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Reviews by Dr. Frank Swietek   

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REPRISE 
B 
Producer  Karin Julsrud 
Director  Joachim Trier 
Writer  Eskil Vogt and Joachim Trier 
Starring Espen Klouman-Hoiner  Anders Danielsen Lie  Christian Rubeck  Odd Magnus Williamson  Pal Stokka 
Viktoria Winge  Silje Hagen  Henrik Elvestad  Thorbjorn Harr 
Studio  Miramax Films 
Review  There’s less than meets the eye to Joachim Trier’s “Reprise,” but the loose, limber visual style gives the picture a certain panache—though, to be sure, it mirrors the title by itself being a sort of nostalgic return to the look of the early French Nouvelle Vague. Still, if the tone and appearance of Trier’s movie are largely derivative, it shows that there’s life in the old New Wave yet.

The title also refers to the now-you-see-it, now-you-don’t character of the telling. The picture begins with two young men in Oslo, would-be novelists and intellectual companions—Phillip (Anders Danielsen Lie) and Erik (Espen Klouman- Hoiner)—sending off their manuscripts simultaneously to publishers. A swift flash-forward shows them both achieving acceptance and renown. But a quick reversal reveals that only Phillip’s was published.

In the aftermath, however, Phillip falls apart as a result of all the attention and the strain on his relationship with girlfriend Kari (Viktoria), winding up in a psychiatric hospital. When he’s released to his posse of old pals, led by Erik, he’s still a wreck, unable to write. And his attempts to win back Kari signal desperation.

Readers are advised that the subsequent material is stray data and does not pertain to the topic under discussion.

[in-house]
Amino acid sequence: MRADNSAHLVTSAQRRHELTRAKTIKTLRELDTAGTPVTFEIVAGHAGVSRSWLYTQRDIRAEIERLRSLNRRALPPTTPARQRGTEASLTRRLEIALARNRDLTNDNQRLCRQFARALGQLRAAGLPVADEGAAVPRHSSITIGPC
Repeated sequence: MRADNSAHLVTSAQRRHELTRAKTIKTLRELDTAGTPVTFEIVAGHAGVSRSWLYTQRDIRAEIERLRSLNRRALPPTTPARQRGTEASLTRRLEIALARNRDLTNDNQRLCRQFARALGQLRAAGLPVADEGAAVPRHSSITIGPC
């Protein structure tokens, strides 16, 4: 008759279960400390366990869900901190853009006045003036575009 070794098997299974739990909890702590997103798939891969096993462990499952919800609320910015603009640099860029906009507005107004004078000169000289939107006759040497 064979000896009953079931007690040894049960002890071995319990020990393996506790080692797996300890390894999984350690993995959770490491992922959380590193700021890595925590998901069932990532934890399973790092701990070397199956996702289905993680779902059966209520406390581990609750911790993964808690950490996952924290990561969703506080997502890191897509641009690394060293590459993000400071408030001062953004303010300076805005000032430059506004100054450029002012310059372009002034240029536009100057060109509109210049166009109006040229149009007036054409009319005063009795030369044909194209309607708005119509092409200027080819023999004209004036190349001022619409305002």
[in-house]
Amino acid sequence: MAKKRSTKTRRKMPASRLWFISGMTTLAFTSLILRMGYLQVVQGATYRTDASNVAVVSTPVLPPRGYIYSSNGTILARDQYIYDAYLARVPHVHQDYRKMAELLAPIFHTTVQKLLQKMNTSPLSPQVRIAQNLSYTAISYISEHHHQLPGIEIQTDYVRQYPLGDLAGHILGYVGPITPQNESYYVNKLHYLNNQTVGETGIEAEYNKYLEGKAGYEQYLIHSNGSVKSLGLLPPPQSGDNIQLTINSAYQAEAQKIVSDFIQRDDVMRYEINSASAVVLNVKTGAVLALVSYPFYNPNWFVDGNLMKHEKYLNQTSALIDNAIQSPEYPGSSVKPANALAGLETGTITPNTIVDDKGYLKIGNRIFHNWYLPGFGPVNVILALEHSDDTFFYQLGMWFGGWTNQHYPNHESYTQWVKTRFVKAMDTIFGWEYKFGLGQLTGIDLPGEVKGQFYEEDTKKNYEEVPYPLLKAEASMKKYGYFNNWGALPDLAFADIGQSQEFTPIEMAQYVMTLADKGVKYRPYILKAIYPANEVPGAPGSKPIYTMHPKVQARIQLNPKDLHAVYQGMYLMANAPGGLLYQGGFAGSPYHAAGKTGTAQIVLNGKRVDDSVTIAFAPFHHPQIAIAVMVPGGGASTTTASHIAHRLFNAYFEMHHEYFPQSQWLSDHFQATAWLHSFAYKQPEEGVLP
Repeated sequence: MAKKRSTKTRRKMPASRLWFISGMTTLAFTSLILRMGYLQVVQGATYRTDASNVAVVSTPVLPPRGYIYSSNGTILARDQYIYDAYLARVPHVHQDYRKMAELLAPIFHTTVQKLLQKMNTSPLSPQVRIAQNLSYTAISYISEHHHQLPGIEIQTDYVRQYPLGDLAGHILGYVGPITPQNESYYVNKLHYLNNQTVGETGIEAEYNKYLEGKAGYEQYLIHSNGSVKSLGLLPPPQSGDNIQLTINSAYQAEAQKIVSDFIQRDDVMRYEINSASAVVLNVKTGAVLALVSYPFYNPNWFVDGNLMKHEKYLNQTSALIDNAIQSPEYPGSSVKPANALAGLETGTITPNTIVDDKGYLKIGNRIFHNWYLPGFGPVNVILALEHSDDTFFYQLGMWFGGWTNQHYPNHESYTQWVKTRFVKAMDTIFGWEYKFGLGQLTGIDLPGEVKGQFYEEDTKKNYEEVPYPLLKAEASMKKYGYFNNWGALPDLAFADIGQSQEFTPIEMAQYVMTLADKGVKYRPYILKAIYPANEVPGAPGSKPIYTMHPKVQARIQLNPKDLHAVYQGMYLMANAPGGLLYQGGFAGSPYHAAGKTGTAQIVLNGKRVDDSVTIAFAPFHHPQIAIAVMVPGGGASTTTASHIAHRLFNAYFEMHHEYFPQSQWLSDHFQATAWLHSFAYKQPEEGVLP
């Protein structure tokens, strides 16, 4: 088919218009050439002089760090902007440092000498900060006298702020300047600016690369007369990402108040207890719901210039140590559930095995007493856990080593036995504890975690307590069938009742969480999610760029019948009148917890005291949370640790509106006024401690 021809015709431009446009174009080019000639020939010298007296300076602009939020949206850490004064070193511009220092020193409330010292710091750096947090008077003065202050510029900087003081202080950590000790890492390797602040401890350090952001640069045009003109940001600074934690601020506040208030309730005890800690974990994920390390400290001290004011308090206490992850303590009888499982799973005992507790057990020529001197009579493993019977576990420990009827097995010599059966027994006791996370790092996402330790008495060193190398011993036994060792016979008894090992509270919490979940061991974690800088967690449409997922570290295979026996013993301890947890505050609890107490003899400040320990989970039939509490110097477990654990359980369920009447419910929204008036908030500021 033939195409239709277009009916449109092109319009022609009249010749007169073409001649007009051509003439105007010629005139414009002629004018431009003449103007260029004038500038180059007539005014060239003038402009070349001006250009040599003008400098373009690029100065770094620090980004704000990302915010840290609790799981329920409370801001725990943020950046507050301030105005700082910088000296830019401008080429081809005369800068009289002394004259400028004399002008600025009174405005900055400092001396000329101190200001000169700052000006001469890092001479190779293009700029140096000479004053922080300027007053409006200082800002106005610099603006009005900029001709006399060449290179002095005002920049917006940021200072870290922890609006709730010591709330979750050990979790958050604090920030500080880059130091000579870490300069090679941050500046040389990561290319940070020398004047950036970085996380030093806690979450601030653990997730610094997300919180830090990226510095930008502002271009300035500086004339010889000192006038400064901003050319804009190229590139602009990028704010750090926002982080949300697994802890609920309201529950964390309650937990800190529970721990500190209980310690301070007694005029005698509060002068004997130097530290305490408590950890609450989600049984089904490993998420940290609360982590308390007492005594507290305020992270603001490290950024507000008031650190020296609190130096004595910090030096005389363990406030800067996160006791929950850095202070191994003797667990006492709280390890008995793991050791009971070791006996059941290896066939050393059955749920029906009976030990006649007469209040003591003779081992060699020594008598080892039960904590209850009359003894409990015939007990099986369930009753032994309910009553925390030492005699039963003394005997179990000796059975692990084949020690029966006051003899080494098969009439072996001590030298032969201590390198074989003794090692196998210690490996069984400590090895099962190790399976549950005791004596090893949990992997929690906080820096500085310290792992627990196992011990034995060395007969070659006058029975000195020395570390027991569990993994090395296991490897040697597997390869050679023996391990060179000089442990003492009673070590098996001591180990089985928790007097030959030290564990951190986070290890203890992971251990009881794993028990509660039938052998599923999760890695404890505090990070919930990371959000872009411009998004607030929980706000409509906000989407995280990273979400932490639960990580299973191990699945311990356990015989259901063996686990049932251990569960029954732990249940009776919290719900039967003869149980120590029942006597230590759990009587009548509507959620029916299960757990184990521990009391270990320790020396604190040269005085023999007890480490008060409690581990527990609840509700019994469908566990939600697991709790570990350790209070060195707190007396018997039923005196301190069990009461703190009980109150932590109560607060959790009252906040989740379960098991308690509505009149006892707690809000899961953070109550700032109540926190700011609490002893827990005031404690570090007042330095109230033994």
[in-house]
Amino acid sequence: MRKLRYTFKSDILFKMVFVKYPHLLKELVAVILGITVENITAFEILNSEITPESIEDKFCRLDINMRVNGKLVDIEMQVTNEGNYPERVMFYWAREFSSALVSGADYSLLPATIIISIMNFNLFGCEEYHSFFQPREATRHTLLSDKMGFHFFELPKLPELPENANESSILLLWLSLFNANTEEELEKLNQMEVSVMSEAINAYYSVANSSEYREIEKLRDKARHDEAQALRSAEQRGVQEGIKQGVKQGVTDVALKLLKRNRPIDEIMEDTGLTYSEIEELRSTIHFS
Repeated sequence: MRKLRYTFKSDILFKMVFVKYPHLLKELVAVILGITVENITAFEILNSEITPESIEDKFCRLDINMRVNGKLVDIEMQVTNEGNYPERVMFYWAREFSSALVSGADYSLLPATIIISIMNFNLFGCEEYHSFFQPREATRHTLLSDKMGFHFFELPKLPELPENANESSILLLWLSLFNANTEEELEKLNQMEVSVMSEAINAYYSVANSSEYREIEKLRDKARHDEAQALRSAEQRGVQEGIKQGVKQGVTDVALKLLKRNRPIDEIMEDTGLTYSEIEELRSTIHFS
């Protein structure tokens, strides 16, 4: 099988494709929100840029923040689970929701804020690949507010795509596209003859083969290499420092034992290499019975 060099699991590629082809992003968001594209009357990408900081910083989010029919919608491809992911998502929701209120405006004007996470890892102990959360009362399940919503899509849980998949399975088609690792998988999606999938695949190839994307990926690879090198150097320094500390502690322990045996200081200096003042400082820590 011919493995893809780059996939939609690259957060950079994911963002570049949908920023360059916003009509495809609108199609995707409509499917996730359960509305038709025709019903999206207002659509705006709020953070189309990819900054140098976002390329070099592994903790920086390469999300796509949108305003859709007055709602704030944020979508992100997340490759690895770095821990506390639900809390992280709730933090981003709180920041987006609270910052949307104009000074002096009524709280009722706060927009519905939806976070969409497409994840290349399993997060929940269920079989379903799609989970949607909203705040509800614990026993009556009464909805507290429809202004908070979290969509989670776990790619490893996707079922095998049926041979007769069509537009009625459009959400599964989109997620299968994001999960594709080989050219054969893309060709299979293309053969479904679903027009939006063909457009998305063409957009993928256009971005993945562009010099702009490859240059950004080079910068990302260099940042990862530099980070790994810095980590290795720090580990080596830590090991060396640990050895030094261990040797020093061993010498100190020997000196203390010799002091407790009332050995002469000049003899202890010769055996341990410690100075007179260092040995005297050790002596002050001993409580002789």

Meanwhile Erik continues to struggle to find a publisher, and eventually succeeds as well. Along the way he maintains a difficult relationship with his girlfriend Lillian (Silje Hagen) and finally manages, through an accident, to meet the reclusive author whom he and Phillip had admired for years—Sten Egil Dahl (Sigmund Saeverud), who praises his book to a point but proves an intensely sad man.

The ensemble is expanded with a gaggle of the men’s friends—mostly brash, vulgar fellows given to rude jibes and hard partying. The internal tensions and friendly animosities among the guys add another layer to the plot.

Then toward the close comes another shift as Erik, now successful himself, leaves Norway to jumpstart his writing career, returning to find his circle much changed for the better.

Or perhaps the entire final episode is as much a fantasy as the initial one turned out to be. That’s both the charm and the bane of “Reprise.” The combination of seriousness and flippancy is engaging, tossed together as the disparate elements are with considerable elan; but in the end the switches from fact to fantasy and back again—if there’s any “fact” at all in the mix—make it all ephemeral and slight.

Still, if there’s not a great deal of meat on the bones, the skeleton is stylish, marked by fluent cinematography by Jakob Ihre that prefers grit to gloss and sharp editing by Olivier Bugge Coutte that’s quicksilver but not irritatingly so. And the cast work exceptionally well together. Lie’s sullen intensity can seem overdone at times, but Klouman-Hoiner’s stumbling boyishness (which really lies at the film’s center) is right on, and the supporting players are enthusiastic and create convincingly complex characters.

“Reprise” isn’t deep, and stylistically it owes much to forty-year old models. But its amiability and avoidance of pretension make it easy to take. 

 

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